The Public Investment Fund is supposed to be Saudi Arabia’s sovereign wealth fund, but the prince, who heads its board, runs it like his own business. In April, it acquired 129 square miles of state land for a sports and entertainment city. In August, it announced plans for a tourist resort bigger than Belgium. And in October, Prince Mohammed unveiled Neom, his $500 billion robot city, at an international conference.
.. Far from diversifying wealth, he seeks to centralize it in his hands.
.. the Saudi economy dropped into recession more sharply than predicted in the last quarter. The gross domestic product dipped 0.7 percentin 2017, substantially down on pre-purge predictions of growth of 0.1 percent, and worryingly below population growth of 2 percent.
.. Saudi Arabia’s ranking on the World Bank’s ease of doing business index has fallen from 26 in 2014 to 92 in 2017. Unemployment continues to increase, in part because of the influx of women into the job market.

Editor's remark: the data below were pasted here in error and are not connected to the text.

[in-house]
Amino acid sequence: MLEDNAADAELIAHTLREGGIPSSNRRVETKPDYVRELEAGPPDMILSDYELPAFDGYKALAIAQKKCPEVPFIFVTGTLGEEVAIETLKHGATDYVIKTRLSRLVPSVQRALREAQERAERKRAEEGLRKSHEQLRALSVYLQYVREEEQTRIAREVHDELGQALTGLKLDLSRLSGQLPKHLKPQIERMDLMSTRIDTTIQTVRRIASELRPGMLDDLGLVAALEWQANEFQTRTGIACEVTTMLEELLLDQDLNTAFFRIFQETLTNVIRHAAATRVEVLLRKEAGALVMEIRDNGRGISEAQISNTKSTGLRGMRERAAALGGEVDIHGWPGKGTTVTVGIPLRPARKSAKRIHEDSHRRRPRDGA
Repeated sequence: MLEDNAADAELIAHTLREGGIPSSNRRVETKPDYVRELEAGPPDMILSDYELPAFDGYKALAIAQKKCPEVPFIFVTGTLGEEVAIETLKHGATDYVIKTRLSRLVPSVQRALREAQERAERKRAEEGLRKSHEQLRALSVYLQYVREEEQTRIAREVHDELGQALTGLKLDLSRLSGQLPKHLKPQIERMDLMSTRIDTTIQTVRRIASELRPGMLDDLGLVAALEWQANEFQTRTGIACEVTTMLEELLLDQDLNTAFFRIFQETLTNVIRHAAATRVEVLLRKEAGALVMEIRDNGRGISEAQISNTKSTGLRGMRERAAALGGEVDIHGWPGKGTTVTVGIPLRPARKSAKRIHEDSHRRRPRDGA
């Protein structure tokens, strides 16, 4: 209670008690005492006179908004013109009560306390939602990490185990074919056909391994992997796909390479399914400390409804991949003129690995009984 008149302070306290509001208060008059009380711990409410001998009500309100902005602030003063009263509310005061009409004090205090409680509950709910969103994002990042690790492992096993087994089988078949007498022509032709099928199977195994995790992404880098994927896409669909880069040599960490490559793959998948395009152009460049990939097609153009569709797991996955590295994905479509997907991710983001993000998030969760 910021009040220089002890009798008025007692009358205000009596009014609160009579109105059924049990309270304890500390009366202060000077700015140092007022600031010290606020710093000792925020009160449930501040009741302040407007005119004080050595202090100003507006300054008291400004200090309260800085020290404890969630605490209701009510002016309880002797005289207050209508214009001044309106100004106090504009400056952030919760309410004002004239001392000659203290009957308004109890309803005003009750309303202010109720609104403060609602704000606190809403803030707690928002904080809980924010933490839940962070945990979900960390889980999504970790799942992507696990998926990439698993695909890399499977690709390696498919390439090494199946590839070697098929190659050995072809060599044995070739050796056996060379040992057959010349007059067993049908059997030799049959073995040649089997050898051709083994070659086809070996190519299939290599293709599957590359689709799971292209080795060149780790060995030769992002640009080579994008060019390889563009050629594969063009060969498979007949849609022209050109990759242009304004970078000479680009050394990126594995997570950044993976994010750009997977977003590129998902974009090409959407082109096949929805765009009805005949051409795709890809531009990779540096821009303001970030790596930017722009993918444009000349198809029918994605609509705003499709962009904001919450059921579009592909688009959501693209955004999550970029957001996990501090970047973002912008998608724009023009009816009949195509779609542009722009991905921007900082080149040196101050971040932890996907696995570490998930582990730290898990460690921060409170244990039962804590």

.. A direct sale to Chinese state-owned oil companies is also being mentioned.
.. Investors and neighbors crave predictability, stability and the confidence that comes with a sound regulatory system. All three are what made Dubai. Properly carried out, such a system would please bankers who might welcome the chance to retrieve debts or land from princes that act like robber barons.
.. A new House of Lords would lessen the risk that wounded egos will spawn an opposition. Subject to his elders’ scrutiny, the crown prince might be more prudent about spending money, particularly on defense and security, which documents indicate was 43 percent over budget in 2016.
.. For now Prince Mohammed is offering more personal liberty and relief from the scowls of the religious police as compensation for the introduction of taxes.
But as Abdullah, the previous king, recognized, more taxation — whether direct or indirect — will stoke demands for broader representation.